The first time out in bad weather.

Trip report:

I left for Avalon on Friday amid blue sky, warm air and sunshine. Upon arrival and with a small audience, I positioned Ripley on her mooring like I had done it thousands of time. In fact it was only the second time.
Friday, Saturday and Sunday were wonderful, with warm summer weather and lots of sunshine. On Saturday morning I found gremlins in the Generator. It ran great, but made no electricity. After a few choice words, a trip to Chet’s hardware and a major MacGyverism, the old generator was cranking out power and the trip was saved.

Sunday night\Monday morning at 4am the wind started howling, I could hear things on the deck blowing around, I ran up on deck as the harbor boat passed by, his blaring light giving every one awake an excellent view of me in my undies. Once I gathered up all the lose items on deck, including my dignity and pride, I climbed back in bed to try and sleep.

At 7:30am, there were dark clouds here and there, but the winds had long since gone. We dropped the lines and headed for open water. I set the autopilot for 5 degrees and poured myself a diet coke. (breakfast of champions!) Around 5 miles out, the swells increased to around 8 feet and waters surface was agitated from wind. We were entertained by an extremely large pod of dolphins that enjoyed leaping out of the water as they jockeyed for position to ride the bow wake. This entertainment lasted for 45 minutes. It was a really large pod!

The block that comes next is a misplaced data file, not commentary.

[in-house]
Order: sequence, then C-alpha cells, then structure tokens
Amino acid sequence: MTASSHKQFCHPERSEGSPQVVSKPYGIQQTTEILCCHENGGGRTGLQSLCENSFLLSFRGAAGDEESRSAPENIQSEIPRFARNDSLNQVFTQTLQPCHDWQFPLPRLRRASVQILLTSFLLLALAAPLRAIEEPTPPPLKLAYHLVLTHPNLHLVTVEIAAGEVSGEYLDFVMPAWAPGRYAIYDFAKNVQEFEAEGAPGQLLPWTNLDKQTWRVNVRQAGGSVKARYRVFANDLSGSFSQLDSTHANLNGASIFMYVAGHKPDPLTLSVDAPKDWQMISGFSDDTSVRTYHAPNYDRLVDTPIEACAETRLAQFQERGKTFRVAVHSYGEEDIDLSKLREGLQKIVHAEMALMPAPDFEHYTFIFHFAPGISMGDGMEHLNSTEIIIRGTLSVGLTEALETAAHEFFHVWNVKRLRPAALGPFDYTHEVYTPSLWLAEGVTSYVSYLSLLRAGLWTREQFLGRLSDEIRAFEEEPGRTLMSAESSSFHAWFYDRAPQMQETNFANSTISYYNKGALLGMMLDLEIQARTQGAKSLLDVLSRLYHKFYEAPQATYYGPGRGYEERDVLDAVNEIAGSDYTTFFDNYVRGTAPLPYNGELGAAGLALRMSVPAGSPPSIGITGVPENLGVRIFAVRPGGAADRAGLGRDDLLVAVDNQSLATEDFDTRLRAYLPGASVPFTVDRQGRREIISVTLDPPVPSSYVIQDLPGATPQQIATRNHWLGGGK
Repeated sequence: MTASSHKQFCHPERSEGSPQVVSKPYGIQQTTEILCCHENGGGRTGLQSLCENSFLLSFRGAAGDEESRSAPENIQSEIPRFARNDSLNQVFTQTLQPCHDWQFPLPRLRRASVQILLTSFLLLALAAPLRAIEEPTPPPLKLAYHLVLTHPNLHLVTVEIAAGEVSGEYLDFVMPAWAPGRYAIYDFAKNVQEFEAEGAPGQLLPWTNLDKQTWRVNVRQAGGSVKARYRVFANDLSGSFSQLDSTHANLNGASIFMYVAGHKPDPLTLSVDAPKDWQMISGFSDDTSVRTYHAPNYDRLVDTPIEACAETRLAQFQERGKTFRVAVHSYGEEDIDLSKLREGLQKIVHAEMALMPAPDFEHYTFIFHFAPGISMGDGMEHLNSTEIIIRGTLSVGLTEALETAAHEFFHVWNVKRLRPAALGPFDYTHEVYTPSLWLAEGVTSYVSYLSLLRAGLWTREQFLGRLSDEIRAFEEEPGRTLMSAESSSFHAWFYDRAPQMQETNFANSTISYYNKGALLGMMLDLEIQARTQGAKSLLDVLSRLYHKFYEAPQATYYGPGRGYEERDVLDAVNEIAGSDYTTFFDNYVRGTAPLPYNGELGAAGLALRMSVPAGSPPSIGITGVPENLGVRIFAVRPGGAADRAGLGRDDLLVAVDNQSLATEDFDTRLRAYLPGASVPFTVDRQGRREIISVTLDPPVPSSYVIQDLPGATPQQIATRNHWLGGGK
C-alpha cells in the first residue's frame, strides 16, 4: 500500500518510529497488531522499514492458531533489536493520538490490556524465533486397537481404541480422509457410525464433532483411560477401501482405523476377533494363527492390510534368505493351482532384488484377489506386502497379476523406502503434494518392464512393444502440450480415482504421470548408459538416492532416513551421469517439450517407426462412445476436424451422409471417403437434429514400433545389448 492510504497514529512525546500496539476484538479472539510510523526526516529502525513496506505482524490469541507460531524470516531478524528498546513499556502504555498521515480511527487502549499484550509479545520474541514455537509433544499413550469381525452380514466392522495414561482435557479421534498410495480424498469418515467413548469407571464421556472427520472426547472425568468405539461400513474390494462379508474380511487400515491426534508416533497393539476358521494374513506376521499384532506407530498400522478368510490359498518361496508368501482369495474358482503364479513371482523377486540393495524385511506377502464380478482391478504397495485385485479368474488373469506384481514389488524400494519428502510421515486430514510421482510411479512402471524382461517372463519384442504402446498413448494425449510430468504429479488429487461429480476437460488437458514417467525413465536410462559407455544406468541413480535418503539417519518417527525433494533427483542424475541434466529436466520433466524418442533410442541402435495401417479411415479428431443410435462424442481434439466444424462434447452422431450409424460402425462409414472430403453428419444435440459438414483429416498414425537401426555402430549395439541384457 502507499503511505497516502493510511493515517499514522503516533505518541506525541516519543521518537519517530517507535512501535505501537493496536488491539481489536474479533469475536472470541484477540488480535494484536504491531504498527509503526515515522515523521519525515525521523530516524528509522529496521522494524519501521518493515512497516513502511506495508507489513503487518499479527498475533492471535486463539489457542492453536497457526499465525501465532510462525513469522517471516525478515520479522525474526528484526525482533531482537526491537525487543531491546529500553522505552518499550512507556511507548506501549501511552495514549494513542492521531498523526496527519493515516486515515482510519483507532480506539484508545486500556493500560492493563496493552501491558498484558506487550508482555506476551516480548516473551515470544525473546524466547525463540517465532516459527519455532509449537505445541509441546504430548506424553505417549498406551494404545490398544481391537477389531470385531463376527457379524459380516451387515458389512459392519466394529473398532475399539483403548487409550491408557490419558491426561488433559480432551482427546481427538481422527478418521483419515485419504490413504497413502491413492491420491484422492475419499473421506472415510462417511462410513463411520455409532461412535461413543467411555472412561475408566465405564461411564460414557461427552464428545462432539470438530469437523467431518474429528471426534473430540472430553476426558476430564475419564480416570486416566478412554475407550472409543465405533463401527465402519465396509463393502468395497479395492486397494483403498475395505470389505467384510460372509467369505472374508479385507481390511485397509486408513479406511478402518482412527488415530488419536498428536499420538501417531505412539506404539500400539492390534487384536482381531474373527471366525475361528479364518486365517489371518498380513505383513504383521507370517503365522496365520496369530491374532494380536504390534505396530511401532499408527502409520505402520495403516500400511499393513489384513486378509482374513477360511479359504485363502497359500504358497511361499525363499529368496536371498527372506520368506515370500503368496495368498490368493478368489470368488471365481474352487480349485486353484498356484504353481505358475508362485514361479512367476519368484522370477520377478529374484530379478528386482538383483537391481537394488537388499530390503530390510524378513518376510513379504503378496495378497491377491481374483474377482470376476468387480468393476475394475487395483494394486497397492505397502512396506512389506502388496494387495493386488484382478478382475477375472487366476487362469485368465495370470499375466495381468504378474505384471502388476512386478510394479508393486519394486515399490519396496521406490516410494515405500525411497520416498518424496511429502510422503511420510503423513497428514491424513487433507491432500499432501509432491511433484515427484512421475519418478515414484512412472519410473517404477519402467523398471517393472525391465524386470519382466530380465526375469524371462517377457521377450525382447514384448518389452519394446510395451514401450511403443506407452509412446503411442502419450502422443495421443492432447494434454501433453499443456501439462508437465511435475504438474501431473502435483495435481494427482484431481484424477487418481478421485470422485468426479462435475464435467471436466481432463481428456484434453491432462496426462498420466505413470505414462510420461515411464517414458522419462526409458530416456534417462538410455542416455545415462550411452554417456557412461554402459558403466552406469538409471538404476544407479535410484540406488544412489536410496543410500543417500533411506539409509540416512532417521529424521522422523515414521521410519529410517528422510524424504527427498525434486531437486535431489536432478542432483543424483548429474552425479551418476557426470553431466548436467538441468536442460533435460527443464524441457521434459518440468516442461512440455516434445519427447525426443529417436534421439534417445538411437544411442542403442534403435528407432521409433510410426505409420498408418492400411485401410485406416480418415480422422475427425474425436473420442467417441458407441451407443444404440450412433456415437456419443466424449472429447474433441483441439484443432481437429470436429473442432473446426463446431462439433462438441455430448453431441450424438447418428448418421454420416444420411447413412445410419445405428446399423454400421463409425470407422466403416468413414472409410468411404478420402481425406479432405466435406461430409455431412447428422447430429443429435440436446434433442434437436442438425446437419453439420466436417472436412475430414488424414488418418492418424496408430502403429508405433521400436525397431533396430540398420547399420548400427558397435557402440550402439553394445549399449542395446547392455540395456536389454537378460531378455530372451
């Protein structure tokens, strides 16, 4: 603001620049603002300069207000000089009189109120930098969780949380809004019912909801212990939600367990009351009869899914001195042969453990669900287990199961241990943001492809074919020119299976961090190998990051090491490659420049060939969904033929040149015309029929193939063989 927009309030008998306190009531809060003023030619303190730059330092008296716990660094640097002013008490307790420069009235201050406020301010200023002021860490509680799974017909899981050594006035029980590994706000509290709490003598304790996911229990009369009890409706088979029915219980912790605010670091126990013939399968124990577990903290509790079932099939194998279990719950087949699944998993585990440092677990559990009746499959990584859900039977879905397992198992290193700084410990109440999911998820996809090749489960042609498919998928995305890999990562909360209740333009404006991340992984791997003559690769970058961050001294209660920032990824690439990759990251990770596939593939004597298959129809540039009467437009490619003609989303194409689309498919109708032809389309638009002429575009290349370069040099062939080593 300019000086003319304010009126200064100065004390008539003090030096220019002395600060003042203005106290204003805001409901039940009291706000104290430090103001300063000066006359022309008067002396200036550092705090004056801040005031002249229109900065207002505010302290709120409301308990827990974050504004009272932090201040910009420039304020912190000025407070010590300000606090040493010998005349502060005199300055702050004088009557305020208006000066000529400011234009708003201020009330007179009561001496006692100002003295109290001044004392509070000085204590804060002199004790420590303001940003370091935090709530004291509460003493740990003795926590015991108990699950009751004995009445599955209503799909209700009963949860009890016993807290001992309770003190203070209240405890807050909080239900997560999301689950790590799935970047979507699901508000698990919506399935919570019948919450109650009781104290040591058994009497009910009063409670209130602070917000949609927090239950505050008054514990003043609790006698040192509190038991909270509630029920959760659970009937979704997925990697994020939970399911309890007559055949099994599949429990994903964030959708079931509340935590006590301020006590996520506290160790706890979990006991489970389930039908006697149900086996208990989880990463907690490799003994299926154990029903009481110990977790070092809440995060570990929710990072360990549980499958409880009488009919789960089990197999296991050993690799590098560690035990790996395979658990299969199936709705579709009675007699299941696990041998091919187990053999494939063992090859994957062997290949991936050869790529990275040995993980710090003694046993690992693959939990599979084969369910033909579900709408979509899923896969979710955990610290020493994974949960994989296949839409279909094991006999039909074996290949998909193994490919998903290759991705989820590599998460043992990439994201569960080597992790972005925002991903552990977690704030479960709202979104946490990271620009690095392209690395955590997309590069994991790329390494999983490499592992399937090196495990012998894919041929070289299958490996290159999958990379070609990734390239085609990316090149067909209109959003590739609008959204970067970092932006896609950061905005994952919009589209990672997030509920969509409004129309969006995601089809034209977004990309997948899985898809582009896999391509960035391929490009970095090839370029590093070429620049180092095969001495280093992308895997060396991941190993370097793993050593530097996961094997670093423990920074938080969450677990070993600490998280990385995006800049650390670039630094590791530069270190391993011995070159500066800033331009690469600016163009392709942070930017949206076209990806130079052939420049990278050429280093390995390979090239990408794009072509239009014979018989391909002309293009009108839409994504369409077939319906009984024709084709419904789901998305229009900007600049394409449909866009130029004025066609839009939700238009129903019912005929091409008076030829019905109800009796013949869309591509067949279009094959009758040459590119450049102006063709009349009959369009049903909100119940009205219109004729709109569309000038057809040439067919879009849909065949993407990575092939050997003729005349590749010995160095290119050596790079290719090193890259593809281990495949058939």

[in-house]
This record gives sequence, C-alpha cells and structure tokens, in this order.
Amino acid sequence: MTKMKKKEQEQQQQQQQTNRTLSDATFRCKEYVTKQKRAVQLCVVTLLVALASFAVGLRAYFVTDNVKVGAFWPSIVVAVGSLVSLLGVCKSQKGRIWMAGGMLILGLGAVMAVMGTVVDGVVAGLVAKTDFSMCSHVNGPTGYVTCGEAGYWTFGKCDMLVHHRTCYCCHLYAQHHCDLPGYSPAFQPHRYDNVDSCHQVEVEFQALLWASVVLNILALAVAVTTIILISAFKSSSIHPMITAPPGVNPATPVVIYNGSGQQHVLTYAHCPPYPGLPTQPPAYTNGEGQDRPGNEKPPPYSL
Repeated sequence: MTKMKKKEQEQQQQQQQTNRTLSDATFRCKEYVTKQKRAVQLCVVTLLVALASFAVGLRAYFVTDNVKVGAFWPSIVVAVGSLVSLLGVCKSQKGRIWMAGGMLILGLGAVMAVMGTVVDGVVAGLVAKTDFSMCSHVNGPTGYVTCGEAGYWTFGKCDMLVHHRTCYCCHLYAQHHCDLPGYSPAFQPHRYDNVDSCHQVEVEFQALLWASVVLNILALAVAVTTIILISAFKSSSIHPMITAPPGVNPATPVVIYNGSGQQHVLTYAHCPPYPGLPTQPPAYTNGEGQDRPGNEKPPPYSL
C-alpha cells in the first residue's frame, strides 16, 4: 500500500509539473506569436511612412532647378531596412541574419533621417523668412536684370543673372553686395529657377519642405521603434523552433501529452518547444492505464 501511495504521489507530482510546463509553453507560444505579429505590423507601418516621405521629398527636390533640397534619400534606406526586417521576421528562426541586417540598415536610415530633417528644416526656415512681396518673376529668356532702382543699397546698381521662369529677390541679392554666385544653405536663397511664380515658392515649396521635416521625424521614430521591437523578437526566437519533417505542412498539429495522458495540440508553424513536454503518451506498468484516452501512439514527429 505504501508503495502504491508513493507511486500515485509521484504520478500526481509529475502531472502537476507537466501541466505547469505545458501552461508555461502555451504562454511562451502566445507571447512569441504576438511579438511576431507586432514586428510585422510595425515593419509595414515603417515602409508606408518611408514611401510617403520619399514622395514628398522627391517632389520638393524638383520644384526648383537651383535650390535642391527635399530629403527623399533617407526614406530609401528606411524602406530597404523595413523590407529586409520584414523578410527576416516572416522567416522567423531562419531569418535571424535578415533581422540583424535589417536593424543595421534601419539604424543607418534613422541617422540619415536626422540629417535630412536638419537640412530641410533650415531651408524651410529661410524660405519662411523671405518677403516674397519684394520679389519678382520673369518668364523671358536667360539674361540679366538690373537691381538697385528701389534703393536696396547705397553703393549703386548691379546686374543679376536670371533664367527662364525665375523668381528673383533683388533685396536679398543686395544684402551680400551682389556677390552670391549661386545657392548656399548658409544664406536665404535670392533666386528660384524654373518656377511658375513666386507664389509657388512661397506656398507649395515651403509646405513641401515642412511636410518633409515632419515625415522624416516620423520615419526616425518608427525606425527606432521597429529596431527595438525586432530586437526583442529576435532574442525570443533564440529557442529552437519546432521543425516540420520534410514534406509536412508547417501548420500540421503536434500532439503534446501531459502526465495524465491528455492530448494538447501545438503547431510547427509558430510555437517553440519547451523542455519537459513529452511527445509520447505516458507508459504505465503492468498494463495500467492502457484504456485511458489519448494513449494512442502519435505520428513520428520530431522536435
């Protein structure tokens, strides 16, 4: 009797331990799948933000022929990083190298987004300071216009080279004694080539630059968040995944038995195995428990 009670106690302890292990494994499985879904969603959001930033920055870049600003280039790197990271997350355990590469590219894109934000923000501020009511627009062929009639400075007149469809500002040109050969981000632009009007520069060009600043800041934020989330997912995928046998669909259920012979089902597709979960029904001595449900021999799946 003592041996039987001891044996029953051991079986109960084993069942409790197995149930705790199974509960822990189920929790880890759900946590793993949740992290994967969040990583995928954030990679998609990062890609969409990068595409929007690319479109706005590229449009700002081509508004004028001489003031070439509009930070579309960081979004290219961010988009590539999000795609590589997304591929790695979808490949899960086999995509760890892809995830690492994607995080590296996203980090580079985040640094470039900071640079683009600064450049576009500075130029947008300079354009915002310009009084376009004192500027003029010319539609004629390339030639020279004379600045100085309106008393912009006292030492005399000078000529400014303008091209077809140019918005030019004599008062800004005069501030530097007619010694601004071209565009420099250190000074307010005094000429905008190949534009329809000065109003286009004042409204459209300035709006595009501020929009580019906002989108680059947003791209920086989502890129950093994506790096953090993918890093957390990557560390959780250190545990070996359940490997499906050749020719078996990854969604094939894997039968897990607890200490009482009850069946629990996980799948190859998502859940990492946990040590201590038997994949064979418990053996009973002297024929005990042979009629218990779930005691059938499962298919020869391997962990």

About 5 miles away from the breakwall in Long Beach, We passed through the leading edge of a storm cell. All I can say is Wow! I thought it was going to rip the bimini off the boat. Water was pouring down the sides faster than any water hose I have ever seen. The scuppers on the stern were like two waterfalls. The salon windows were constantly awash with salt water from waves and spray. The pilot house wipers were running fast and hard. Ripley bounced around like a rubber ball in a dryer. I looked back at our large dink in tow and it was literally getting airborne. We slowed to about 7 knots and the dink decided to stop its flying fish imitation. Regardless, I put my pocket knife in my pocket in case I needed to cut it lose. The last 5 miles to Angels gate was the worst weather I have seen while on a boat. We literally held on to anything we could. I kept looking at the chart data and thinking, just a little further… We finally passed through the gate and in a few minutes we were cruising in much calmer waters. We strapped on a few fenders and put Ripley back in the slip without any problems.

I must say, owning this boat since July, I was hoping to have “this” trip later on, once I had more experience with the boat and her handling characteristics. Regardless, I must confess, I am extremely pleased with her performance. Not once did I fell that she was out of control, or losing the battle with the ocean; rather I felt she was taking her time and using persistence to accomplish the task at hand. In fact, I never felt the need to turn the autopilot off.
She earned her keep on Monday, so I’ve decided to give the girl a day at the spa – what girl wouldn’t like a polish and wax?

I love my boat more now, than the day I bought her.